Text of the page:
Classical Music



Are they hearing Mozart or Salieri? The LA Times reports:

With all sorts of the funding cuts hitting orchestras during the recent recession, there is still one aspect of classical music that local governments find valuable — the music’s unfailing ability to disperse loitering teenagers from public areas.

Whether its Handel piped into New York’s Port Authority or Tchaikovsky at a public library in London, the sound of classical music is apparently so repellent to teenagers that it sends them scurrying away like frightened mice. Private institutions also find it useful: chains such as McDonald’s and 7-Eleven, not to mention countless shopping malls around the world, have relied on classical music to shoo away potentially troublesome kids.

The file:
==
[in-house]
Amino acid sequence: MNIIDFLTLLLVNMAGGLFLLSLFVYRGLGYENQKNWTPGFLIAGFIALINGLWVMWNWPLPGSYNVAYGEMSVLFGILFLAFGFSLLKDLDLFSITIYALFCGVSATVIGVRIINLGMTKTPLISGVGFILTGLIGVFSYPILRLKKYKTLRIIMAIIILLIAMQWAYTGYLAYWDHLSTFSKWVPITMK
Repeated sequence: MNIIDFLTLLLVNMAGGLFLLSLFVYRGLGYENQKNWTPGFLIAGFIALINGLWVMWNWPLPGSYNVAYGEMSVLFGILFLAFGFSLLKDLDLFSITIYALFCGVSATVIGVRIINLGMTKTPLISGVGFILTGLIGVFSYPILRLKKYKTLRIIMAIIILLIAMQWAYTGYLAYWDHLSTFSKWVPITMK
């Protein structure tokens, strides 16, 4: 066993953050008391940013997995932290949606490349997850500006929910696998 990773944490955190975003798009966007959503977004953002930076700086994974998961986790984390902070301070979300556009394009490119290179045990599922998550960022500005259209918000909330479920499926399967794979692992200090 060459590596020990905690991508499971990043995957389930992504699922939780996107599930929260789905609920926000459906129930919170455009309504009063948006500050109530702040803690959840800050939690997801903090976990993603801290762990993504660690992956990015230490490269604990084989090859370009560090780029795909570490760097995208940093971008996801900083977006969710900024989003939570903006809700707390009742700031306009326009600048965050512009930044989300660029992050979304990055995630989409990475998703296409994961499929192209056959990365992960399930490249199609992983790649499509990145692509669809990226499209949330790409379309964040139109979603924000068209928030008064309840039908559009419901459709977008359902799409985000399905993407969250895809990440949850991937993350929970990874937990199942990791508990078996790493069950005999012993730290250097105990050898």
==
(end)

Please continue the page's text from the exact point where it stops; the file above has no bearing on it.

Authorities across Britain are introducing classical music in public places — not for citizens’ enjoyment, but as a social control device. The concept harkens back to scenes in A Clockwork Orange. From Reason:

In recent years Britain has become the Willy Wonka of social control, churning out increasingly creepy, bizarre, and fantastic methods for policing the populace.

Across the UK, local councils and other public institutions now play recorded classical music through speakers at bus-stops, in parking lots, outside department stores, and elsewhere…as a deterrent against bad behavior.

Tyne and Wear in the north of England was one of the first parts of the UK to weaponize classical music. In the early 2000s, the local railway company decided to do something about the “problem” of “youths hanging around” its train stations.